Honey and Clover chronicles the lives of five art college students. There's Morita, the easy-going eternal student who is always playing a prank on others. There's Mayama, the young graduate who is in (unrequited) love with his boss. There's Yamada, the potter who is in (unrequited) love with Mayama. There's Hanamoto, who is tiny and talented. There's Takemoto, who is in (secret) love with Hanamoto, but who is unsure of himself and Hanamoto's feelings with respect to Morita.
The series presents an amusing mix of serious, slice-of-life scenes of five young people discovering their talents and motivations, and sometimes hilarious comic (super-deformed) antics. Time flows pretty fast (the 24 episodes span a period of four years): the daily drudgery is skipped and only highly dramatic (or amusing) episodes are shown.
This works very well indeed: through the various trials of the characters, you get a real feel for them. Because we only get to see the 'highlights' (so to speak), the series maintains an excellent pacing -- not too slow, but certainly not too fast either. The drama/comedy ratio is perfect: the comedy keeps the series lighthearted, but it's not overdone or irritating. Also, the comedy is funny.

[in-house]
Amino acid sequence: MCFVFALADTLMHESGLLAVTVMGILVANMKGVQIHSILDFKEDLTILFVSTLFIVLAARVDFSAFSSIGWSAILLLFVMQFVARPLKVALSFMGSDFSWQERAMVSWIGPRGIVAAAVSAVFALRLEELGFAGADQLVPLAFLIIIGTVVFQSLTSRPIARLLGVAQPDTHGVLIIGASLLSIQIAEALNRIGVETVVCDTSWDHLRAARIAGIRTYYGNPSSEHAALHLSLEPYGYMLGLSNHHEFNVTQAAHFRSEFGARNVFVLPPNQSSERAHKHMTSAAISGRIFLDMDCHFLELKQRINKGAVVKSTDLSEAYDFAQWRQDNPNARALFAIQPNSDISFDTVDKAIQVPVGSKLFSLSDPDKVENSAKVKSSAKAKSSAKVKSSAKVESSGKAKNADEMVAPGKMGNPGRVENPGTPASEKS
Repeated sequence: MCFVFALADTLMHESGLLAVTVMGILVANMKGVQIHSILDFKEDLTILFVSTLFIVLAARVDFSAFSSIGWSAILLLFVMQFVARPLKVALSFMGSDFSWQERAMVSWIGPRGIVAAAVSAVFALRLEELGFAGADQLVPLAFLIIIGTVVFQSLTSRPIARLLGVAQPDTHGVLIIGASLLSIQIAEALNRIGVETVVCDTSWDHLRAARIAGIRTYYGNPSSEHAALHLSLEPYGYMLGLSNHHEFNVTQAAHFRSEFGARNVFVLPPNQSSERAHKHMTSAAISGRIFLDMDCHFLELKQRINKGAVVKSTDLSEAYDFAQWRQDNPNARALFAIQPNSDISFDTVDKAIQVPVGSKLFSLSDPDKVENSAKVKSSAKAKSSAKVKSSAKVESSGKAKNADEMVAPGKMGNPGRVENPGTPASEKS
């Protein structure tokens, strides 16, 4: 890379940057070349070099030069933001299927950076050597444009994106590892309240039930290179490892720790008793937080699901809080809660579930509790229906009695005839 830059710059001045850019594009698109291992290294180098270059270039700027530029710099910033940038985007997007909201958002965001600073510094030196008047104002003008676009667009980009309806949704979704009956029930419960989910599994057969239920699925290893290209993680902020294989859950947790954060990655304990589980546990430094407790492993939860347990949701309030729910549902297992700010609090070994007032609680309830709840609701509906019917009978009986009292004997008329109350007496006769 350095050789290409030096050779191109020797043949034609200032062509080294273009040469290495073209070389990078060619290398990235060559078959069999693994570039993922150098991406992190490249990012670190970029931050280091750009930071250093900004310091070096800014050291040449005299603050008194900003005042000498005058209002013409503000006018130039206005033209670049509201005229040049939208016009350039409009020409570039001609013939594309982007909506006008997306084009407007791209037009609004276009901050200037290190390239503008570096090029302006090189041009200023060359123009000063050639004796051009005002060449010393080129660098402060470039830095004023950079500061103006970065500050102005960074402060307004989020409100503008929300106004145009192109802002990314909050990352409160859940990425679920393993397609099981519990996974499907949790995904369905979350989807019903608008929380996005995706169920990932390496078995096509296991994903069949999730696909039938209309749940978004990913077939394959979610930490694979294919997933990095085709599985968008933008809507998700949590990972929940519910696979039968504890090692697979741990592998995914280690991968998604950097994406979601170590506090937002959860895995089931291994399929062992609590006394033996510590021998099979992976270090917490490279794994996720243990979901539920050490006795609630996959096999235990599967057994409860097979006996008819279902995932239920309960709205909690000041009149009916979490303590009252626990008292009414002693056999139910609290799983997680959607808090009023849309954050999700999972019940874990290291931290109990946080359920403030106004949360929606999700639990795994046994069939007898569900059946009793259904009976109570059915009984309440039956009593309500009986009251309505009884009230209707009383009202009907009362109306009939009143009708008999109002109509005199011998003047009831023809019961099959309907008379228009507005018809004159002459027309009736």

Some episodes focus on a specific character, while others feature the whole group. This keeps things moving and interesting.
Design-wise, the series is very good. Animation is top-notch (various big-name studios were sub-contracted to do the animation), and the designs are attractive. The designers used a wash-out color pallette, which gives the whole series a 'dreamy' feeling which works very well. The voice-acting is very good, and the music is very, very nice.
It's hard to say anything about the content of the series, because it deals with a wide variety of subjects. And because of the large cast of characters, the series does not focus on the development of a single character, which limits the depth of the plots. In the end, there is no real resolution to the various issues presented in the series: Yamada still has a crush on Mayama, Morita still hasn't grown up. The only character that really matures is Takemoto (one could argue that he is the real main character of the series) -- but still, his relationship with Hanamoto doesn't get off the ground either.
In one way, that is the point of the series: life is a series of small events, and there are no single events that suddenly shape you as a person. In that way, the series does a good job of running with that theme.
- Looks great;
- Interesting and amusing;
- Great music;
- No teenagers, but college-aged people!
- No real resolution.
I liked this series, but to me it wasn't the life-changing anime that it was for other people. I'll give it an 8.